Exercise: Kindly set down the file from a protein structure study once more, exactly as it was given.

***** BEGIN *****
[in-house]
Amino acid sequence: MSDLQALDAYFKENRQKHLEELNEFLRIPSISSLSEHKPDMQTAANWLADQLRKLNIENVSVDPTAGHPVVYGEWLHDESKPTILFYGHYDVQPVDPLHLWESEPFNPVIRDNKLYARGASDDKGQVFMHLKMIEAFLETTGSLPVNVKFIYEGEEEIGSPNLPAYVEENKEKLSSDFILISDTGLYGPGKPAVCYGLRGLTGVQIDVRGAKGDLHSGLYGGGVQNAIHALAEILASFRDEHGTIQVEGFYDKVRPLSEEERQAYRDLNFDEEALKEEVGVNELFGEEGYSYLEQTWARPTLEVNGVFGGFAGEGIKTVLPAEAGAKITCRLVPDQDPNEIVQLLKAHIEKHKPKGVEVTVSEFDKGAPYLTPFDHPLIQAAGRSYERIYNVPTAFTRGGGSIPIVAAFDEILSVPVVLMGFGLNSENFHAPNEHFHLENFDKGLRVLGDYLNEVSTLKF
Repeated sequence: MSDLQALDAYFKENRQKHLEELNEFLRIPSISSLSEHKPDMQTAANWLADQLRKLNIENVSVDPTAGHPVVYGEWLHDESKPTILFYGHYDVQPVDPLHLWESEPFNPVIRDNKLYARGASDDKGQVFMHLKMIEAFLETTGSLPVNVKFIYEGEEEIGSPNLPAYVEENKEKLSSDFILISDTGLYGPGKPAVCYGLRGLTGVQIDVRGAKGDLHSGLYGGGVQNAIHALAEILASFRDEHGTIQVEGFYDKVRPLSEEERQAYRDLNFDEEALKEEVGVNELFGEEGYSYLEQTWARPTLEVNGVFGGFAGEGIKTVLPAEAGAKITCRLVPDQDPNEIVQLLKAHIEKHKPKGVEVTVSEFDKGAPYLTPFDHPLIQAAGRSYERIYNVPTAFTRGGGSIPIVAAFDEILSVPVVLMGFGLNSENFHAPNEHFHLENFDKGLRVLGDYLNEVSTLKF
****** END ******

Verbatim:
[in-house]
Amino acid sequence: MSDLQALDAYFKENRQKHLEELNEFLRIPSISSLSEHKPDMQTAANWLADQLRKLNIENVSVDPTAGHPVVYGEWLHDESKPTILFYGHYDVQPVDPLHLWESEPFNPVIRDNKLYARGASDDKGQVFMHLKMIEAFLETTGSLPVNVKFIYEGEEEIGSPNLPAYVEENKEKLSSDFILISDTGLYGPGKPAVCYGLRGLTGVQIDVRGAKGDLHSGLYGGGVQNAIHALAEILASFRDEHGTIQVEGFYDKVRPLSEEERQAYRDLNFDEEALKEEVGVNELFGEEGYSYLEQTWARPTLEVNGVFGGFAGEGIKTVLPAEAGAKITCRLVPDQDPNEIVQLLKAHIEKHKPKGVEVTVSEFDKGAPYLTPFDHPLIQAAGRSYERIYNVPTAFTRGGGSIPIVAAFDEILSVPVVLMGFGLNSENFHAPNEHFHLENFDKGLRVLGDYLNEVSTLKF
Repeated sequence: MSDLQALDAYFKENRQKHLEELNEFLRIPSISSLSEHKPDMQTAANWLADQLRKLNIENVSVDPTAGHPVVYGEWLHDESKPTILFYGHYDVQPVDPLHLWESEPFNPVIRDNKLYARGASDDKGQVFMHLKMIEAFLETTGSLPVNVKFIYEGEEEIGSPNLPAYVEENKEKLSSDFILISDTGLYGPGKPAVCYGLRGLTGVQIDVRGAKGDLHSGLYGGGVQNAIHALAEILASFRDEHGTIQVEGFYDKVRPLSEEERQAYRDLNFDEEALKEEVGVNELFGEEGYSYLEQTWARPTLEVNGVFGGFAGEGIKTVLPAEAGAKITCRLVPDQDPNEIVQLLKAHIEKHKPKGVEVTVSEFDKGAPYLTPFDHPLIQAAGRSYERIYNVPTAFTRGGGSIPIVAAFDEILSVPVVLMGFGLNSENFHAPNEHFHLENFDKGLRVLGDYLNEVSTLKF